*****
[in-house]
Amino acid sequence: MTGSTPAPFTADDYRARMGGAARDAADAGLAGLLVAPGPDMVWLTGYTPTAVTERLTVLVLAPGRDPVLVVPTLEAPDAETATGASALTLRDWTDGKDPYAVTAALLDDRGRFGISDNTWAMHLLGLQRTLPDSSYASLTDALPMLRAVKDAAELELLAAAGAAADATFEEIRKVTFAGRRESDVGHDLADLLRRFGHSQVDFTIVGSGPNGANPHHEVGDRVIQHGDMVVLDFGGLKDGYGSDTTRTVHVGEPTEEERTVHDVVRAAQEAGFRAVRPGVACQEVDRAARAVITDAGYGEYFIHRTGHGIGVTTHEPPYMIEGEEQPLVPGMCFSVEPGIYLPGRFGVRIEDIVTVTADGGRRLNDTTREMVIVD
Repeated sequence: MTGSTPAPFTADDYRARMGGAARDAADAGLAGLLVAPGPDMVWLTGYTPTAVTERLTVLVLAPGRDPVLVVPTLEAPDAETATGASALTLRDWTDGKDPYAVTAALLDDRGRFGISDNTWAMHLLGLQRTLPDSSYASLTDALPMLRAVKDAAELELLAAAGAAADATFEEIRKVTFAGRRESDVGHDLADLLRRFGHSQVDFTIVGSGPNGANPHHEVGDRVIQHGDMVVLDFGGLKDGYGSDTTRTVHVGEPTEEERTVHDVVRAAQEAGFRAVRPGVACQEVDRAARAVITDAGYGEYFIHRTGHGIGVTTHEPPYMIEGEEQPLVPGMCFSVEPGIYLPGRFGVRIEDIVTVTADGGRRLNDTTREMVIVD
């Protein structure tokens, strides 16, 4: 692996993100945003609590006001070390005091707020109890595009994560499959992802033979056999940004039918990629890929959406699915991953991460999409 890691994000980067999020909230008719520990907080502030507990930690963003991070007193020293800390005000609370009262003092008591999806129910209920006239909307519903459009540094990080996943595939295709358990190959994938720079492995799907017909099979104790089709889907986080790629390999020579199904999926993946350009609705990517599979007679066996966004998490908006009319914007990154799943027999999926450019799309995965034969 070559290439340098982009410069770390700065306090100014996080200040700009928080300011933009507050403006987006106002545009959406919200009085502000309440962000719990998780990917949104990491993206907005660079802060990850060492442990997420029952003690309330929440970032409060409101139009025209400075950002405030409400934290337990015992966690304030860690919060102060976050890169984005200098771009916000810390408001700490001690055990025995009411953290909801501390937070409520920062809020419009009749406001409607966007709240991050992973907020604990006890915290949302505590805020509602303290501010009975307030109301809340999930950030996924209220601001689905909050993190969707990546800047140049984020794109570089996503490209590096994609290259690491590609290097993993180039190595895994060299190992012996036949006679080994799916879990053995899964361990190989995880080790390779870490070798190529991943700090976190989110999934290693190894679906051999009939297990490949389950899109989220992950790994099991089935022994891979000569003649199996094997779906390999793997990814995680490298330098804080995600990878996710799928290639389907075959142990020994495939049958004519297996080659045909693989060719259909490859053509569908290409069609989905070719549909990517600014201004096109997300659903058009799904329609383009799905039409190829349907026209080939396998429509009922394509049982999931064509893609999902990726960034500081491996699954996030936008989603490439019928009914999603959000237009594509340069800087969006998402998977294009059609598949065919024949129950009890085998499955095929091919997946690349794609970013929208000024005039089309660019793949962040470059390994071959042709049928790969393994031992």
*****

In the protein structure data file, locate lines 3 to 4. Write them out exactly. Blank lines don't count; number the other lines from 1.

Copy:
Repeated sequence: MTGSTPAPFTADDYRARMGGAARDAADAGLAGLLVAPGPDMVWLTGYTPTAVTERLTVLVLAPGRDPVLVVPTLEAPDAETATGASALTLRDWTDGKDPYAVTAALLDDRGRFGISDNTWAMHLLGLQRTLPDSSYASLTDALPMLRAVKDAAELELLAAAGAAADATFEEIRKVTFAGRRESDVGHDLADLLRRFGHSQVDFTIVGSGPNGANPHHEVGDRVIQHGDMVVLDFGGLKDGYGSDTTRTVHVGEPTEEERTVHDVVRAAQEAGFRAVRPGVACQEVDRAARAVITDAGYGEYFIHRTGHGIGVTTHEPPYMIEGEEQPLVPGMCFSVEPGIYLPGRFGVRIEDIVTVTADGGRRLNDTTREMVIVD
């Protein structure tokens, strides 16, 4: 692996993100945003609590006001070390005091707020109890595009994560499959992802033979056999940004039918990629890929959406699915991953991460999409 890691994000980067999020909230008719520990907080502030507990930690963003991070007193020293800390005000609370009262003092008591999806129910209920006239909307519903459009540094990080996943595939295709358990190959994938720079492995799907017909099979104790089709889907986080790629390999020579199904999926993946350009609705990517599979007679066996966004998490908006009319914007990154799943027999999926450019799309995965034969 070559290439340098982009410069770390700065306090100014996080200040700009928080300011933009507050403006987006106002545009959406919200009085502000309440962000719990998780990917949104990491993206907005660079802060990850060492442990997420029952003690309330929440970032409060409101139009025209400075950002405030409400934290337990015992966690304030860690919060102060976050890169984005200098771009916000810390408001700490001690055990025995009411953290909801501390937070409520920062809020419009009749406001409607966007709240991050992973907020604990006890915290949302505590805020509602303290501010009975307030109301809340999930950030996924209220601001689905909050993190969707990546800047140049984020794109570089996503490209590096994609290259690491590609290097993993180039190595895994060299190992012996036949006679080994799916879990053995899964361990190989995880080790390779870490070798190529991943700090976190989110999934290693190894679906051999009939297990490949389950899109989220992950790994099991089935022994891979000569003649199996094997779906390999793997990814995680490298330098804080995600990878996710799928290639389907075959142990020994495939049958004519297996080659045909693989060719259909490859053509569908290409069609989905070719549909990517600014201004096109997300659903058009799904329609383009799905039409190829349907026209080939396998429509009922394509049982999931064509893609999902990726960034500081491996699954996030936008989603490439019928009914999603959000237009594509340069800087969006998402998977294009059609598949065919024949129950009890085998499955095929091919997946690349794609970013929208000024005039089309660019793949962040470059390994071959042709049928790969393994031992």